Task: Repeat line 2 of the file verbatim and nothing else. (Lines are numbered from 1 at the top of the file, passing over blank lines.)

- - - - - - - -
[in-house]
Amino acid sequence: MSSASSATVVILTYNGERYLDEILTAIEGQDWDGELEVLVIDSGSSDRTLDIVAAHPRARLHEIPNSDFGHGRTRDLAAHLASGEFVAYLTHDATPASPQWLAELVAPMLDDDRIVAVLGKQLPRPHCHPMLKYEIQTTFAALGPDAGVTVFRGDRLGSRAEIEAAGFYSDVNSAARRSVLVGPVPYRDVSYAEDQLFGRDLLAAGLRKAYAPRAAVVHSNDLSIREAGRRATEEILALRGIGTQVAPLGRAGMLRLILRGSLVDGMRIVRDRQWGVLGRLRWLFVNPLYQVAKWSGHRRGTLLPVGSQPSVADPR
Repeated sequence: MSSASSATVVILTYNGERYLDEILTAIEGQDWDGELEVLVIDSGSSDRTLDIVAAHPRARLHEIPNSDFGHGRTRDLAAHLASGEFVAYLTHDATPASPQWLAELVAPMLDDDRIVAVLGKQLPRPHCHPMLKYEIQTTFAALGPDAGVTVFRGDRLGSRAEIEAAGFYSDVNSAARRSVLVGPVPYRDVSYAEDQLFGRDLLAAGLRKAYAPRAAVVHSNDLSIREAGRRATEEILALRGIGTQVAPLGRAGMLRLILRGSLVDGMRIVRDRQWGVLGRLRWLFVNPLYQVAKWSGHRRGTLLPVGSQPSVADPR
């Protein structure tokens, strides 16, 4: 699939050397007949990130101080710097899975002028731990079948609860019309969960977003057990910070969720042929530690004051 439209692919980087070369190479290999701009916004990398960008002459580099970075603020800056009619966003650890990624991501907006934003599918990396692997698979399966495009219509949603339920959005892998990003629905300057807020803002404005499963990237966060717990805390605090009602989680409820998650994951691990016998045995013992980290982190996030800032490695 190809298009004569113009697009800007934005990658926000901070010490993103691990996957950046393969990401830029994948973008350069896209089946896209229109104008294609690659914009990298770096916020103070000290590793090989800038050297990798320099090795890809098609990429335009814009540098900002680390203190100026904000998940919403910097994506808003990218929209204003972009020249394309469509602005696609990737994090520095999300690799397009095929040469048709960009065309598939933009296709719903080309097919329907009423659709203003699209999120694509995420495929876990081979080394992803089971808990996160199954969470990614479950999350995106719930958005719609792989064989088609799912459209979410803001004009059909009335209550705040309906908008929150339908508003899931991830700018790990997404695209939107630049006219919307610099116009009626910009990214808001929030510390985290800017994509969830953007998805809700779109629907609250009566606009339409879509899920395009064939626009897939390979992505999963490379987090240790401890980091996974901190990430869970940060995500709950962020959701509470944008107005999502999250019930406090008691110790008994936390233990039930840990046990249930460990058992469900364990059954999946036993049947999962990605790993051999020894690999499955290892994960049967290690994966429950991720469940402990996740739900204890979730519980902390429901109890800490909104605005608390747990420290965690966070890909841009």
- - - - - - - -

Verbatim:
Amino acid sequence: MSSASSATVVILTYNGERYLDEILTAIEGQDWDGELEVLVIDSGSSDRTLDIVAAHPRARLHEIPNSDFGHGRTRDLAAHLASGEFVAYLTHDATPASPQWLAELVAPMLDDDRIVAVLGKQLPRPHCHPMLKYEIQTTFAALGPDAGVTVFRGDRLGSRAEIEAAGFYSDVNSAARRSVLVGPVPYRDVSYAEDQLFGRDLLAAGLRKAYAPRAAVVHSNDLSIREAGRRATEEILALRGIGTQVAPLGRAGMLRLILRGSLVDGMRIVRDRQWGVLGRLRWLFVNPLYQVAKWSGHRRGTLLPVGSQPSVADPR